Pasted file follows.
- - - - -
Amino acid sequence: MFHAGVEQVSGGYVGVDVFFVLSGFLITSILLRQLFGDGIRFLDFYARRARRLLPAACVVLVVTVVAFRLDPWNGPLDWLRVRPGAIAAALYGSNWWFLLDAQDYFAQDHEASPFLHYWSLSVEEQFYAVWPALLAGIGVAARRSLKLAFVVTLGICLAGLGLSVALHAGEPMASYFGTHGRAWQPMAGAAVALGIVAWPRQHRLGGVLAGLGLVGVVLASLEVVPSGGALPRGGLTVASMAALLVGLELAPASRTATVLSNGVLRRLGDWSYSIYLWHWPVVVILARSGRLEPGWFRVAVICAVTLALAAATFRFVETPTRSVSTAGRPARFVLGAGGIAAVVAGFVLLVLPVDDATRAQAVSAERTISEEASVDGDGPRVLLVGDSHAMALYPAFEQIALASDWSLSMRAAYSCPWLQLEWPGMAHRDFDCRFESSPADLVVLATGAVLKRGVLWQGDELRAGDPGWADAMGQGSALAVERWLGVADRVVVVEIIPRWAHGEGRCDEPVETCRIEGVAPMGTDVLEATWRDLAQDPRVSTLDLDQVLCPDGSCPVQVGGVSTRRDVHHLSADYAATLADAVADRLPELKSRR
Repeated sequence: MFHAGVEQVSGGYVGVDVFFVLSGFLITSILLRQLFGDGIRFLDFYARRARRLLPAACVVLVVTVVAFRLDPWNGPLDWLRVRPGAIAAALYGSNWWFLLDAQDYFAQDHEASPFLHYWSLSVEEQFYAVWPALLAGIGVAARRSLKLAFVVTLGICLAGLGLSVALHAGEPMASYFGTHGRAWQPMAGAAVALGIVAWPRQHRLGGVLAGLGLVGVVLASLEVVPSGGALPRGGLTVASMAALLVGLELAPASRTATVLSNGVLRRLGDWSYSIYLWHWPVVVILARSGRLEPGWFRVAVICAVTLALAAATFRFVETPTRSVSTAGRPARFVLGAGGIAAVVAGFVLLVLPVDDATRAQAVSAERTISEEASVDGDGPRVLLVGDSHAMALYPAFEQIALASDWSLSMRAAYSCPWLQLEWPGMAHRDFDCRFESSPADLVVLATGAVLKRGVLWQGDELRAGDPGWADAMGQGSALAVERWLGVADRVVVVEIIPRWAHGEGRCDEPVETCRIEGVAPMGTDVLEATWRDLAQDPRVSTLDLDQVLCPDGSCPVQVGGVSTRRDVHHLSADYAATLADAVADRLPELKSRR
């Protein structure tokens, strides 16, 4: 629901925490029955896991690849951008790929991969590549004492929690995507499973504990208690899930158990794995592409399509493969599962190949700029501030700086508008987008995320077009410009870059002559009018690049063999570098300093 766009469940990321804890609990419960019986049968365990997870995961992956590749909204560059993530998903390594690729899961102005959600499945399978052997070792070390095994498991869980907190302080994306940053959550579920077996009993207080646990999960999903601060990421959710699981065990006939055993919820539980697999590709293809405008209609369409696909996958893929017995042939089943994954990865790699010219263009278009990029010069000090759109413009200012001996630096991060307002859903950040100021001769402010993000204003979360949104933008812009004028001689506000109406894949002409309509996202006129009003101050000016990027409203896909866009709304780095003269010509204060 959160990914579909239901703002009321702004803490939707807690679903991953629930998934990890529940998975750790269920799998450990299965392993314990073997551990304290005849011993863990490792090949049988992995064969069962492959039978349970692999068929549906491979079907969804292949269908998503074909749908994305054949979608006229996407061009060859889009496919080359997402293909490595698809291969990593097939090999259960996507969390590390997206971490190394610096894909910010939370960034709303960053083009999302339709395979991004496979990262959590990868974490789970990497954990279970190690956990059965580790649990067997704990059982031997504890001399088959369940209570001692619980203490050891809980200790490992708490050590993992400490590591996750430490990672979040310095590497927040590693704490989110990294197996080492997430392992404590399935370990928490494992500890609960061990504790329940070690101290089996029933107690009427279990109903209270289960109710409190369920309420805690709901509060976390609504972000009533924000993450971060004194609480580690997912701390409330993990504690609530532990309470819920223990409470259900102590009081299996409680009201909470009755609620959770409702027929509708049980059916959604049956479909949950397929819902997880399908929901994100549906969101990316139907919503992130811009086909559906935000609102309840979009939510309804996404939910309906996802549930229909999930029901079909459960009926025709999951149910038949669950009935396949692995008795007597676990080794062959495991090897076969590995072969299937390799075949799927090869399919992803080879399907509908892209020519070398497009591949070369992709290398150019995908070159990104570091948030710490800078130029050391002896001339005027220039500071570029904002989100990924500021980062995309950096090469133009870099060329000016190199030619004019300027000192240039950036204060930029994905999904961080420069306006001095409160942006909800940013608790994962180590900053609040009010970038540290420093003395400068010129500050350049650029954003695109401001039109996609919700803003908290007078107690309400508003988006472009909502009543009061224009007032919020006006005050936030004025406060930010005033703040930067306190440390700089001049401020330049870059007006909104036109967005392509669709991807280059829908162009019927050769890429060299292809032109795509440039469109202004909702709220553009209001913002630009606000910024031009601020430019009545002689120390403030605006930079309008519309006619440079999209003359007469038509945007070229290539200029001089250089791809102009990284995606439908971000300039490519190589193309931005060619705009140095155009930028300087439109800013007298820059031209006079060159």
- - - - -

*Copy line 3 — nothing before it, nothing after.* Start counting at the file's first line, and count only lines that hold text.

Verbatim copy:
């Protein structure tokens, strides 16, 4: 629901925490029955896991690849951008790929991969590549004492929690995507499973504990208690899930158990794995592409399509493969599962190949700029501030700086508008987008995320077009410009870059002559009018690049063999570098300093 766009469940990321804890609990419960019986049968365990997870995961992956590749909204560059993530998903390594690729899961102005959600499945399978052997070792070390095994498991869980907190302080994306940053959550579920077996009993207080646990999960999903601060990421959710699981065990006939055993919820539980697999590709293809405008209609369409696909996958893929017995042939089943994954990865790699010219263009278009990029010069000090759109413009200012001996630096991060307002859903950040100021001769402010993000204003979360949104933008812009004028001689506000109406894949002409309509996202006129009003101050000016990027409203896909866009709304780095003269010509204060 959160990914579909239901703002009321702004803490939707807690679903991953629930998934990890529940998975750790269920799998450990299965392993314990073997551990304290005849011993863990490792090949049988992995064969069962492959039978349970692999068929549906491979079907969804292949269908998503074909749908994305054949979608006229996407061009060859889009496919080359997402293909490595698809291969990593097939090999259960996507969390590390997206971490190394610096894909910010939370960034709303960053083009999302339709395979991004496979990262959590990868974490789970990497954990279970190690956990059965580790649990067997704990059982031997504890001399088959369940209570001692619980203490050891809980200790490992708490050590993992400490590591996750430490990672979040310095590497927040590693704490989110990294197996080492997430392992404590399935370990928490494992500890609960061990504790329940070690101290089996029933107690009427279990109903209270289960109710409190369920309420805690709901509060976390609504972000009533924000993450971060004194609480580690997912701390409330993990504690609530532990309470819920223990409470259900102590009081299996409680009201909470009755609620959770409702027929509708049980059916959604049956479909949950397929819902997880399908929901994100549906969101990316139907919503992130811009086909559906935000609102309840979009939510309804996404939910309906996802549930229909999930029901079909459960009926025709999951149910038949669950009935396949692995008795007597676990080794062959495991090897076969590995072969299937390799075949799927090869399919992803080879399907509908892209020519070398497009591949070369992709290398150019995908070159990104570091948030710490800078130029050391002896001339005027220039500071570029904002989100990924500021980062995309950096090469133009870099060329000016190199030619004019300027000192240039950036204060930029994905999904961080420069306006001095409160942006909800940013608790994962180590900053609040009010970038540290420093003395400068010129500050350049650029954003695109401001039109996609919700803003908290007078107690309400508003988006472009909502009543009061224009007032919020006006005050936030004025406060930010005033703040930067306190440390700089001049401020330049870059007006909104036109967005392509669709991807280059829908162009019927050769890429060299292809032109795509440039469109202004909702709220553009209001913002630009606000910024031009601020430019009545002689120390403030605006930079309008519309006619440079999209003359007469038509945007070229290539200029001089250089791809102009990284995606439908971000300039490519190589193309931005060619705009140095155009930028300087439109800013007298820059031209006079060159």